“A person who spends many hours on brain training games but never engages in any real-world challenges is like the karate pupil who has only ever performed solo exercises in the dojo. Woe betide they ever find themselves in a fight.”

N.B. The BPS research digest is brilliant, and just at the right level for A level students. Read it.

Connectome, by Sebastian Seung.

Read. This. Book.connectomecover
This one is in my top three psychology books for A level students to read this year. It is exciting because it sketches out some future directions that cognitive neuroscience is going to take in the coming years and decades.
When Galileo pointed his telescope at the night sky, he saw for the first time the machinery of planetary motion. This laid the foundations for our modern understanding of astronomy. The same is happening today in brain science. The ongoing improvement in brain scanning is driving new understanding of how the brain actually works. This book is a guide to the road ahead.
Not only that, but the first few chapters are a brilliant primer on the basics of neuroscience and biopsychology, and will be great revision for this part of the exam.
A really interesting read, and very accessible.
“A connectome is the totality of connections between the neurons in a nervous system.”
“In the nineteenth century, the American psychologist William James wrote eloquently of the stream of consciousness, the continuous flow of thoughts through the mind. But James failed to note that every stream has a bed. Without this groove in the earth, the water would not know in which direction to flow. Since the connectome defines the pathways along which neural activity can flow, we might regard it as the streambed of consciousness.
The metaphor is a powerful one. Over a long period of time, in the same way that the water of the stream slowly shapes the bed, neural activity changes the connectome. The two notions of the self – as both the fast-moving, ever-changing stream and the more stable but slowly transforming streambed –  are thus inextricably linked. This book is about the self as the streambed, the self in the connectome – the self that has been neglected for too long.”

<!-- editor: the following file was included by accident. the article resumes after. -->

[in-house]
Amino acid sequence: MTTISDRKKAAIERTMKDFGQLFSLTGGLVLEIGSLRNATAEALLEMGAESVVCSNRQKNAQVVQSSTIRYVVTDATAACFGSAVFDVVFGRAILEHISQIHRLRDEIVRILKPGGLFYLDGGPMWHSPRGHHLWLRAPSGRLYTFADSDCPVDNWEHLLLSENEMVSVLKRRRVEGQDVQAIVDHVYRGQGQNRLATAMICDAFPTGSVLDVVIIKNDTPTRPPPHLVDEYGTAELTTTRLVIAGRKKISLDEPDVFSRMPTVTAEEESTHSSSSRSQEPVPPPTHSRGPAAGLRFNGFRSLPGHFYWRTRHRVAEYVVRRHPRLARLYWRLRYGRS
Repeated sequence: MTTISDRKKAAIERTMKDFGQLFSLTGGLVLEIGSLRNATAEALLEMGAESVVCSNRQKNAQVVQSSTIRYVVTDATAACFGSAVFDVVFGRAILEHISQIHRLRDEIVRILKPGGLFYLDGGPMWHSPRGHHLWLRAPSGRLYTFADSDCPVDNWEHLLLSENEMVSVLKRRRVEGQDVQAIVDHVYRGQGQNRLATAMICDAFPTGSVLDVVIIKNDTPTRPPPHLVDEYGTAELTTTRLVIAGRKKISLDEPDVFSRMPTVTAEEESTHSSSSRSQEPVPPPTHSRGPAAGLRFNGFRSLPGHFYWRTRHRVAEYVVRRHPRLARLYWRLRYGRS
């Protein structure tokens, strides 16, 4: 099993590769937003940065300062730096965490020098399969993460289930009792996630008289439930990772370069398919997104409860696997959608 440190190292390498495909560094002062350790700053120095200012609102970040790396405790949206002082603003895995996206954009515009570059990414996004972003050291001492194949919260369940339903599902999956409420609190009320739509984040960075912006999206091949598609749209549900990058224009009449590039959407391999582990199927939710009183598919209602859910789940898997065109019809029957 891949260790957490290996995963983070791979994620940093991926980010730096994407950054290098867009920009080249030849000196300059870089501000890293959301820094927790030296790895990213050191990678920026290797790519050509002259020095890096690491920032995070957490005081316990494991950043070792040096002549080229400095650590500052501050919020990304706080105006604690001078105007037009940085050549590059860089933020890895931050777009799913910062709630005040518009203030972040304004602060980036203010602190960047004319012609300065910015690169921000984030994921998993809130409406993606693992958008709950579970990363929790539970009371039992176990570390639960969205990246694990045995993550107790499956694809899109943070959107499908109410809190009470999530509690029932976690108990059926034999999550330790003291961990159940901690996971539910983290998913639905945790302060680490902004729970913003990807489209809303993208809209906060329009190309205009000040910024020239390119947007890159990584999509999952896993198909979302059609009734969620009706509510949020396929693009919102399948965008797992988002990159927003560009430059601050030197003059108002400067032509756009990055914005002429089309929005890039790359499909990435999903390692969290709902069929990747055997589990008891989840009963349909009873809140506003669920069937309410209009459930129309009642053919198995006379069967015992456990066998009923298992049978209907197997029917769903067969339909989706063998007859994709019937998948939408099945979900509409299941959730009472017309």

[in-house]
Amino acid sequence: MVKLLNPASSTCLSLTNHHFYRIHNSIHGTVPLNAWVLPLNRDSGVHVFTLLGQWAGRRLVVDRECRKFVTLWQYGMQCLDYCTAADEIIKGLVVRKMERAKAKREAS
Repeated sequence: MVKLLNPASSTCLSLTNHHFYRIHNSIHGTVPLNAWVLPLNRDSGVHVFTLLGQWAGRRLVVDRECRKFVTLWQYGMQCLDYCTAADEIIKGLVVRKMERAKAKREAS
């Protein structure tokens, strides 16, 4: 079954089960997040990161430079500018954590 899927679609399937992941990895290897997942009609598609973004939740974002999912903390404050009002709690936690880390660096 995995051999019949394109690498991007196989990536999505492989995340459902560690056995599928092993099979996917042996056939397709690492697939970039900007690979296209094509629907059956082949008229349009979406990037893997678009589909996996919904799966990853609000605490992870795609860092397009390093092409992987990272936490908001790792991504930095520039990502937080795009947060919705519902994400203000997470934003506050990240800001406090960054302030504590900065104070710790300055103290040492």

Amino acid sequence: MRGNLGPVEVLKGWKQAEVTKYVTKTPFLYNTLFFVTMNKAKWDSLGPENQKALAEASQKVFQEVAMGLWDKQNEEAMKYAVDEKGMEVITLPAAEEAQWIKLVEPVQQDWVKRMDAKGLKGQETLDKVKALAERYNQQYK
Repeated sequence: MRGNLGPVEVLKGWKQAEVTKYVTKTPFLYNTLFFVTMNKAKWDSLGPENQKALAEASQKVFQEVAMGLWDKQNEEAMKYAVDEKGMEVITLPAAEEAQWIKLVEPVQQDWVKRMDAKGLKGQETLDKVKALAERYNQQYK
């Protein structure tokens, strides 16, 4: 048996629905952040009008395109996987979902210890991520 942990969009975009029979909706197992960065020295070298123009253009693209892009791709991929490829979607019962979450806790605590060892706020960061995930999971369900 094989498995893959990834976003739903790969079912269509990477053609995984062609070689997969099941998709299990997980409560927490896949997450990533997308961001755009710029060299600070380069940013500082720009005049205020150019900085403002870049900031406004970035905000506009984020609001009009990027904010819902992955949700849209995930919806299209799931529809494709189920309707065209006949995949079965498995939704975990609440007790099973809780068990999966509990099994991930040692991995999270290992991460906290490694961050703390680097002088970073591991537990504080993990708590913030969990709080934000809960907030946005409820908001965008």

The Aftermath, by Jessica Hamzelou

Why are women more than twice as vulnerable to PTSD than men? New evidence suggests that oestrogen may play a role in the disorder. Vasiliki Michopulos at Emory University in Atlanta, Georgia, USA, is researching genetic and biochemical factors which influence anxiety.

“The horrible event may be over, but you’re held hostage by what happened to you.”

“As we discover how PTSD differs between people, we realise treatments should differ too.”

New Scientist No. 3091, 17th September 2016, p.38-41.

The Organised Mind, by Daniel Levitin.

Multi tasking is not actual multi tasking. It is switching attention from one task to another very quickly. Our brains are bad at doing this, and the more we do it the less well we perform. It is better to concentrate on one thing at a time. This book explains why, and gives practical strategies based on sound scientific psychology that will help you to concentrate better and to remember more.815VsM8i-NL

It explains why we find decisions harder if there are too many choices, and how to tackle that problem. It gives practical advice on how not to forget things, how not to run out of time, and how to use logic to make tough decisions, and not to be swayed by irrational emotions.

It also puts forward some ideas for education. What is the point of learning stuff when we can just google everything? The book explores what we should be learning, when everything is just a click away.

Really readable and packed with excellent (and commendably scientific) background psychology.